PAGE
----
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As Michael Chiesa heals up, he thinks Conor McGregor getting lightweight title shot is 'bullsh*t'

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'Frustrated' Michael Chiesa wants to compete, but can't. At least not yet.

Just a couple of weeks before the most important fight of his UFC career, Chiesa ruptured his L5 vertebrae on his spine and was forced to pull out of the fight. Chiesa was scheduled to headline UFC Fight Night 91 on July in an important lightweight bout against top contender Tony Ferguson. Since his injury, Chiesa has been quietly on the sidelines, watching the lightweight division change drastically while also getting called out to fight by a few of his fellow lightweights.

MMA Fighting recently caught up with 'Maverick' to talk about his injury, the state of the UFC's lightweight division, and more. Below is a transcript of the conversation:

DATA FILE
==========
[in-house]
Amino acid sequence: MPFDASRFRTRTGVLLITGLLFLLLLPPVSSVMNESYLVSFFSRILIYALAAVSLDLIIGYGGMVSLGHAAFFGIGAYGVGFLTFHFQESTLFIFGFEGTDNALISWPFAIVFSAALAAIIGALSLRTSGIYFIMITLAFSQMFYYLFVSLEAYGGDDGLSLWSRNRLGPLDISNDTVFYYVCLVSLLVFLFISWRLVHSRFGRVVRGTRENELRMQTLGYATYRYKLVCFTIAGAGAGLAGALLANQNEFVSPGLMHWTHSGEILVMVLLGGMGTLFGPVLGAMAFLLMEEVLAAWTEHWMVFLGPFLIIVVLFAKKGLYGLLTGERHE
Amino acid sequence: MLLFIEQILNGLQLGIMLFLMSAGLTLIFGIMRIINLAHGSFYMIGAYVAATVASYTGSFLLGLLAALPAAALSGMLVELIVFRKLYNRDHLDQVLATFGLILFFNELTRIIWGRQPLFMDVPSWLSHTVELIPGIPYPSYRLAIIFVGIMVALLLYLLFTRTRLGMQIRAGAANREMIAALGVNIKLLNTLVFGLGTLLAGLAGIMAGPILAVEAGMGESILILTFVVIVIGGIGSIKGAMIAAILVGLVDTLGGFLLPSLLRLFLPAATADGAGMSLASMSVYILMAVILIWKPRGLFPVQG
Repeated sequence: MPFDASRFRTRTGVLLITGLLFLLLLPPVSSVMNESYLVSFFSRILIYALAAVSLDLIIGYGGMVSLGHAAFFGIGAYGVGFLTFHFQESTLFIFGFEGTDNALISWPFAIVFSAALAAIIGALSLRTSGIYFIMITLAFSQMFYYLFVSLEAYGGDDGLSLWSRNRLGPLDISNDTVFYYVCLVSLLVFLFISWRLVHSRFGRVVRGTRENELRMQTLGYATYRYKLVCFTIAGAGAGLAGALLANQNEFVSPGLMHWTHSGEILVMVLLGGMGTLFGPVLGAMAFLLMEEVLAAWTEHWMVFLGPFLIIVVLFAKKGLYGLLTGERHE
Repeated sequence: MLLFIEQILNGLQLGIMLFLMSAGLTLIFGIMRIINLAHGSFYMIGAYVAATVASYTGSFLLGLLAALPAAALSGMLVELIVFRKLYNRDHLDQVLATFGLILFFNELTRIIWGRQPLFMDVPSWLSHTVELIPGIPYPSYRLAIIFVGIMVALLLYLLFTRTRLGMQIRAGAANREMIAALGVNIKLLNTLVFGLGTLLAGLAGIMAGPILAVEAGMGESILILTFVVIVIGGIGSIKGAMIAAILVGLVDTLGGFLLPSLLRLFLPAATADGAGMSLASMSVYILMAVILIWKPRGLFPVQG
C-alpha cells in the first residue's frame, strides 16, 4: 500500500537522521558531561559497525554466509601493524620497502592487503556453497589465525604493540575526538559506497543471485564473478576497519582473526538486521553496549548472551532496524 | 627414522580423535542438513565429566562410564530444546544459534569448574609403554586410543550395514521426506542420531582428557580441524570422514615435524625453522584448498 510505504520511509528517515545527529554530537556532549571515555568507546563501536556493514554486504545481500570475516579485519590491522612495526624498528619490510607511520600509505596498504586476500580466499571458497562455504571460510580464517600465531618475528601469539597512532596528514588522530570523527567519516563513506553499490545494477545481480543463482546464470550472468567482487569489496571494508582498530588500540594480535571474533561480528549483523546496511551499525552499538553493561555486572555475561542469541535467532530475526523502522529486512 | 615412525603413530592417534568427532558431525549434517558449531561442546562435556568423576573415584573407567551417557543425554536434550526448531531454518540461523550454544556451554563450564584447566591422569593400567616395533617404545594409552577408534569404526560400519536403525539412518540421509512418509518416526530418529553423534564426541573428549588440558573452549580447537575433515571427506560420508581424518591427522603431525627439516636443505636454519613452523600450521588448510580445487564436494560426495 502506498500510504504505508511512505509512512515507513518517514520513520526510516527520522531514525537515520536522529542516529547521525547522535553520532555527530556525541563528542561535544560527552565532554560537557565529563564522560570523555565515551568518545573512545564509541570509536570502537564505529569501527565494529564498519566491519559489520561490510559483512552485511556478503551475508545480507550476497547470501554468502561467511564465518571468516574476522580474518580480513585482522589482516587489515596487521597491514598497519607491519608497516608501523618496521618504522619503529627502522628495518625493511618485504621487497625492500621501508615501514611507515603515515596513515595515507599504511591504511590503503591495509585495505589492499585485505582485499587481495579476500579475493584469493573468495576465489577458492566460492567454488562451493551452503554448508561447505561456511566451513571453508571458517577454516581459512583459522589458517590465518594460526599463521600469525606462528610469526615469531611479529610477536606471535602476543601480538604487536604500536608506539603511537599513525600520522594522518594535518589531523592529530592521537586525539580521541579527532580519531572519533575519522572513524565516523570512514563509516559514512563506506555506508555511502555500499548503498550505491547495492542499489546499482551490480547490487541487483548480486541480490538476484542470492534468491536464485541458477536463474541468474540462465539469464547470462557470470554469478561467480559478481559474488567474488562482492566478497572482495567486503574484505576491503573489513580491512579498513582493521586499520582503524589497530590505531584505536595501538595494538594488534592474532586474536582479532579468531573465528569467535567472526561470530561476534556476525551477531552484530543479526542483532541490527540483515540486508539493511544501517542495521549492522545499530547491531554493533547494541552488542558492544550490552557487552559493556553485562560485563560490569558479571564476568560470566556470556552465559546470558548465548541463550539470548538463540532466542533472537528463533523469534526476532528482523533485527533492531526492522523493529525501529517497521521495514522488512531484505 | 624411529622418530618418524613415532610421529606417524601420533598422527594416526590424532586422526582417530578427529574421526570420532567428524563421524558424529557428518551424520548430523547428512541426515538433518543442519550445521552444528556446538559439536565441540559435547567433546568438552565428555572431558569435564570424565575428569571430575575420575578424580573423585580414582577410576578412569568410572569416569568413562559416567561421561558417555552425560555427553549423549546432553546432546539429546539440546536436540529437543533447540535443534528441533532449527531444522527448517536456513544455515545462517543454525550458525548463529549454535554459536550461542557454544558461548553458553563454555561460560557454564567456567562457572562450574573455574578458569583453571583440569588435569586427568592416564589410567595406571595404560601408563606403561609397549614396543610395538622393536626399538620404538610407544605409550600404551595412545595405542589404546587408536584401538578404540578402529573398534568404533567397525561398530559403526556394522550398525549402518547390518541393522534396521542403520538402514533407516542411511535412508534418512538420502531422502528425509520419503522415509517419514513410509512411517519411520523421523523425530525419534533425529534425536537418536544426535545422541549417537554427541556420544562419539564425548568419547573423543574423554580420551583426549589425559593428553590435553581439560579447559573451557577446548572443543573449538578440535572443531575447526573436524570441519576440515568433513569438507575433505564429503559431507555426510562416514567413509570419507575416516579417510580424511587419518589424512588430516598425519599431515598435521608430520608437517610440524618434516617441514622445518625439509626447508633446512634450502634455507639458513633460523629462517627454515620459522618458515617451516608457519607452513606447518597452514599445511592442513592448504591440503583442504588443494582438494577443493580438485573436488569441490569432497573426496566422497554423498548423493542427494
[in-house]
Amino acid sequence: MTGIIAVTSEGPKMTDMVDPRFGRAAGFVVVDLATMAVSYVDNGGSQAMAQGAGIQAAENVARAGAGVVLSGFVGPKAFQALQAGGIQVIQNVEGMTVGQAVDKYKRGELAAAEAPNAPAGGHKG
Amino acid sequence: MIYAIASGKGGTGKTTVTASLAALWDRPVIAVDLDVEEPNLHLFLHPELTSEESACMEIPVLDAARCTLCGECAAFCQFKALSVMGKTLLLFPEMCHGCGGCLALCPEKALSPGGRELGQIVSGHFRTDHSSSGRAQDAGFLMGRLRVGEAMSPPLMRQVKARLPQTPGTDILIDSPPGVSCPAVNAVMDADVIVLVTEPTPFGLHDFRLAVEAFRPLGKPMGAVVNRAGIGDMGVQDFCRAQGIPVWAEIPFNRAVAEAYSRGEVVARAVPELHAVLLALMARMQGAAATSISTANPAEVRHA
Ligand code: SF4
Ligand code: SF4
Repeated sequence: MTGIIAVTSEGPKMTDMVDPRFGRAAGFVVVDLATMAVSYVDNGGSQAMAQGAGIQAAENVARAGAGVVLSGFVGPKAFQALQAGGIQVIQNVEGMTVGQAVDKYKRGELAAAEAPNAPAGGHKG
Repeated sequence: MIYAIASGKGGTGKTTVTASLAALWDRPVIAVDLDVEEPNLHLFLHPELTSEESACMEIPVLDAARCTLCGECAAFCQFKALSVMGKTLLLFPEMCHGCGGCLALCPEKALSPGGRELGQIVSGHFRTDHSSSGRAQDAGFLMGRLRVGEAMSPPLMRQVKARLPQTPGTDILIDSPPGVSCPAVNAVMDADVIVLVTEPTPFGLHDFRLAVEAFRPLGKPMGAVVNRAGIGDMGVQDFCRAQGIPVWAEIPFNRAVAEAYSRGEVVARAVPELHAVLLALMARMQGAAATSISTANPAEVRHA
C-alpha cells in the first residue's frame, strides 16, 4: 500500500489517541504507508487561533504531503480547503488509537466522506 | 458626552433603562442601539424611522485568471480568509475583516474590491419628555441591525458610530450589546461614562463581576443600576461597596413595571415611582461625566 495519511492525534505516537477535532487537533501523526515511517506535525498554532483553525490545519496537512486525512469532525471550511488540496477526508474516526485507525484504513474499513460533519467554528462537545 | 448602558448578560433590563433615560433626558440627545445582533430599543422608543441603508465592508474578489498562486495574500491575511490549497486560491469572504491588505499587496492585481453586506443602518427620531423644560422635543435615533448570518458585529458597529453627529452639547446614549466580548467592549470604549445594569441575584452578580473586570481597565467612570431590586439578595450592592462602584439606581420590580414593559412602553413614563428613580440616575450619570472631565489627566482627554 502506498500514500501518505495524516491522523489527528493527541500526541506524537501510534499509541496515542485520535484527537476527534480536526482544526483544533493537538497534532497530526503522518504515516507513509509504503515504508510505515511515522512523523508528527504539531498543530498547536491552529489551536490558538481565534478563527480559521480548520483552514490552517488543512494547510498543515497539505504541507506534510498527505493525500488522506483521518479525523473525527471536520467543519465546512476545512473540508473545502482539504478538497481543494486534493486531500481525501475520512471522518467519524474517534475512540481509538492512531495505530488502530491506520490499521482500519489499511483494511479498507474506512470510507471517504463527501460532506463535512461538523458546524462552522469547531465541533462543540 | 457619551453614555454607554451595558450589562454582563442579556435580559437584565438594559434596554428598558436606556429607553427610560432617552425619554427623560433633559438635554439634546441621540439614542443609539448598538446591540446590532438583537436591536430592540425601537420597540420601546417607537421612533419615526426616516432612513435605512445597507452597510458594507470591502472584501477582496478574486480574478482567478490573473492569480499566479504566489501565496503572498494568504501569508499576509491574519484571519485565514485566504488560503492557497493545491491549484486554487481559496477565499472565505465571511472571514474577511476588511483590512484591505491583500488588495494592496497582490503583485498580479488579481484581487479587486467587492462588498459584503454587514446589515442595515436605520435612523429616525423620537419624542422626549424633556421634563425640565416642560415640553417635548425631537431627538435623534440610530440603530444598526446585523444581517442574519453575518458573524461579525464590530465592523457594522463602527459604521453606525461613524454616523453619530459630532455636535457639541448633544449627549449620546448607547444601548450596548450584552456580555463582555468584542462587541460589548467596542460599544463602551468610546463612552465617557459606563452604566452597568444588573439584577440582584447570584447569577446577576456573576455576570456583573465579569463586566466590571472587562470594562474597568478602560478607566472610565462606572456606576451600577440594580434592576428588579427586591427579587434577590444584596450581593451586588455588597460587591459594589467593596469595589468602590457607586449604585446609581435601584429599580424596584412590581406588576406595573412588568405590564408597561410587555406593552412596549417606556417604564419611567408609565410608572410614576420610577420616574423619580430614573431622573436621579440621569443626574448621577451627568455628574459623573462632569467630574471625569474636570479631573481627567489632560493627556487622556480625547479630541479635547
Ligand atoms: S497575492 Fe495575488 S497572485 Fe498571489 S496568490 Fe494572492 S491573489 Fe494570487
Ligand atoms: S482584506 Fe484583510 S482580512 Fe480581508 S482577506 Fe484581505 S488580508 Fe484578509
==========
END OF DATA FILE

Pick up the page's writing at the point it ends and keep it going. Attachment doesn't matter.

Danny Segura: Michael, how's your back doing?

Michael Chiesa: It feels good but there's days, like today in specific it's just barking at me. I can do some rolling, some wrestling, some sparring, but when it gets to strength and conditioning and lifting weights and doing things that really put weight on my lower back, that's when I start having some problems, you know. It's one of those things. I'm 28, I still have time, but I'm not... I'm toiling with this spot where I just want to push through it and try to take a fight right now, but at the same time it's not fair to the fans for me to take a fight and pull out because I didn't give myself time to heal. I made the choice not to get surgery. I talked to a lot of people and I didn't get a lot of good feedback of the surgery. They said they go and clean up part of the disk that's hanging out, but you still don't feel that great. I'm getting better, I'm making progress, but I just need to make sure that I'm fully healed when I come back. I don't want to think I'm ready, book a fight, and then have to pull out. I want to be ready to come back, I want this to be put behind me.